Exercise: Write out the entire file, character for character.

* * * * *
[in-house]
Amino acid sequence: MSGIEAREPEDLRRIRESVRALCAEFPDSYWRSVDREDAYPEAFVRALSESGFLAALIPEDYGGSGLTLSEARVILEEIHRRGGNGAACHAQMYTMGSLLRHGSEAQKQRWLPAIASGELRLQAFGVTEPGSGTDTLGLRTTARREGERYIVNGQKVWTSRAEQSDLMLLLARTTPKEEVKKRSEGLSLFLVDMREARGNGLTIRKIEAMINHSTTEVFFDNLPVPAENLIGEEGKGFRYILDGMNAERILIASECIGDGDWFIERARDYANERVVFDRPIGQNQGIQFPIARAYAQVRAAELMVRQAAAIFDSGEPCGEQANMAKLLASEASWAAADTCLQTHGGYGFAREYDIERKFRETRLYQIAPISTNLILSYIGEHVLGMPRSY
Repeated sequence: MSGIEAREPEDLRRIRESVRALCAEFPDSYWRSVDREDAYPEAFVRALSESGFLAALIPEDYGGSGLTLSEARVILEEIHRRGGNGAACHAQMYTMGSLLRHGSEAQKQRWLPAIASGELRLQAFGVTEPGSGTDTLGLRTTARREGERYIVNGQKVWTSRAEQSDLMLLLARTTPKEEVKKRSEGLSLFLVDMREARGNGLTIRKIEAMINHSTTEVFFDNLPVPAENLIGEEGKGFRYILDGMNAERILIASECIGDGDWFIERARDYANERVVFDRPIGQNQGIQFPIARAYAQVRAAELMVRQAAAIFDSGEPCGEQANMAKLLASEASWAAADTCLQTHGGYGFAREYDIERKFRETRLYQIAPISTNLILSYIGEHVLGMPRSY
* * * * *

[in-house]
Amino acid sequence: MSGIEAREPEDLRRIRESVRALCAEFPDSYWRSVDREDAYPEAFVRALSESGFLAALIPEDYGGSGLTLSEARVILEEIHRRGGNGAACHAQMYTMGSLLRHGSEAQKQRWLPAIASGELRLQAFGVTEPGSGTDTLGLRTTARREGERYIVNGQKVWTSRAEQSDLMLLLARTTPKEEVKKRSEGLSLFLVDMREARGNGLTIRKIEAMINHSTTEVFFDNLPVPAENLIGEEGKGFRYILDGMNAERILIASECIGDGDWFIERARDYANERVVFDRPIGQNQGIQFPIARAYAQVRAAELMVRQAAAIFDSGEPCGEQANMAKLLASEASWAAADTCLQTHGGYGFAREYDIERKFRETRLYQIAPISTNLILSYIGEHVLGMPRSY
Repeated sequence: MSGIEAREPEDLRRIRESVRALCAEFPDSYWRSVDREDAYPEAFVRALSESGFLAALIPEDYGGSGLTLSEARVILEEIHRRGGNGAACHAQMYTMGSLLRHGSEAQKQRWLPAIASGELRLQAFGVTEPGSGTDTLGLRTTARREGERYIVNGQKVWTSRAEQSDLMLLLARTTPKEEVKKRSEGLSLFLVDMREARGNGLTIRKIEAMINHSTTEVFFDNLPVPAENLIGEEGKGFRYILDGMNAERILIASECIGDGDWFIERARDYANERVVFDRPIGQNQGIQFPIARAYAQVRAAELMVRQAAAIFDSGEPCGEQANMAKLLASEASWAAADTCLQTHGGYGFAREYDIERKFRETRLYQIAPISTNLILSYIGEHVLGMPRSY